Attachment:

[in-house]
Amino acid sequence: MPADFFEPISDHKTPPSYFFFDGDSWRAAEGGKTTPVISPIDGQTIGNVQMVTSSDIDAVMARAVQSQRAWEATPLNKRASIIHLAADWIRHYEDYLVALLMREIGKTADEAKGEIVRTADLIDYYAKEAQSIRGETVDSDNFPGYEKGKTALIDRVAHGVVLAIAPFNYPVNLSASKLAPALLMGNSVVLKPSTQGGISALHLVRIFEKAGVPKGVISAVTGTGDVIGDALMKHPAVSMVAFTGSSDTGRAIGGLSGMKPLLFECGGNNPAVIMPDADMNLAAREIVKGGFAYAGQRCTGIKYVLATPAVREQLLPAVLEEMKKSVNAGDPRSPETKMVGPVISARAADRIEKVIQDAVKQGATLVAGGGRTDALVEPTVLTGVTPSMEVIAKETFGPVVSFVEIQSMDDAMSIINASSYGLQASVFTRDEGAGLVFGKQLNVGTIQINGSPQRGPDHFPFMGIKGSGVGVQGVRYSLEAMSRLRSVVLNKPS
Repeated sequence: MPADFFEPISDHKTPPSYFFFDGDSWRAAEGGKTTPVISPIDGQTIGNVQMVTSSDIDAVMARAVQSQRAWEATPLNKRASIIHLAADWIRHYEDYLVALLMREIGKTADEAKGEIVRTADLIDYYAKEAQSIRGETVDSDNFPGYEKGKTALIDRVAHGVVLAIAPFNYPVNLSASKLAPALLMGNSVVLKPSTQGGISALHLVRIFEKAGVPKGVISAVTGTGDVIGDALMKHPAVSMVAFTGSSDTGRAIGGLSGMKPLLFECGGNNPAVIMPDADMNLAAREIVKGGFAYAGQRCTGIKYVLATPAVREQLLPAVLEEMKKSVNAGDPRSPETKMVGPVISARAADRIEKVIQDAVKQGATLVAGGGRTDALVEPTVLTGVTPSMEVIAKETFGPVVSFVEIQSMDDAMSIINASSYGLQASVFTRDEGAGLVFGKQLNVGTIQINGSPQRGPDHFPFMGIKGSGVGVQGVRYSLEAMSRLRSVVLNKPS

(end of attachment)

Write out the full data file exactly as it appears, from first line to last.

[in-house]
Amino acid sequence: MPADFFEPISDHKTPPSYFFFDGDSWRAAEGGKTTPVISPIDGQTIGNVQMVTSSDIDAVMARAVQSQRAWEATPLNKRASIIHLAADWIRHYEDYLVALLMREIGKTADEAKGEIVRTADLIDYYAKEAQSIRGETVDSDNFPGYEKGKTALIDRVAHGVVLAIAPFNYPVNLSASKLAPALLMGNSVVLKPSTQGGISALHLVRIFEKAGVPKGVISAVTGTGDVIGDALMKHPAVSMVAFTGSSDTGRAIGGLSGMKPLLFECGGNNPAVIMPDADMNLAAREIVKGGFAYAGQRCTGIKYVLATPAVREQLLPAVLEEMKKSVNAGDPRSPETKMVGPVISARAADRIEKVIQDAVKQGATLVAGGGRTDALVEPTVLTGVTPSMEVIAKETFGPVVSFVEIQSMDDAMSIINASSYGLQASVFTRDEGAGLVFGKQLNVGTIQINGSPQRGPDHFPFMGIKGSGVGVQGVRYSLEAMSRLRSVVLNKPS
Repeated sequence: MPADFFEPISDHKTPPSYFFFDGDSWRAAEGGKTTPVISPIDGQTIGNVQMVTSSDIDAVMARAVQSQRAWEATPLNKRASIIHLAADWIRHYEDYLVALLMREIGKTADEAKGEIVRTADLIDYYAKEAQSIRGETVDSDNFPGYEKGKTALIDRVAHGVVLAIAPFNYPVNLSASKLAPALLMGNSVVLKPSTQGGISALHLVRIFEKAGVPKGVISAVTGTGDVIGDALMKHPAVSMVAFTGSSDTGRAIGGLSGMKPLLFECGGNNPAVIMPDADMNLAAREIVKGGFAYAGQRCTGIKYVLATPAVREQLLPAVLEEMKKSVNAGDPRSPETKMVGPVISARAADRIEKVIQDAVKQGATLVAGGGRTDALVEPTVLTGVTPSMEVIAKETFGPVVSFVEIQSMDDAMSIINASSYGLQASVFTRDEGAGLVFGKQLNVGTIQINGSPQRGPDHFPFMGIKGSGVGVQGVRYSLEAMSRLRSVVLNKPS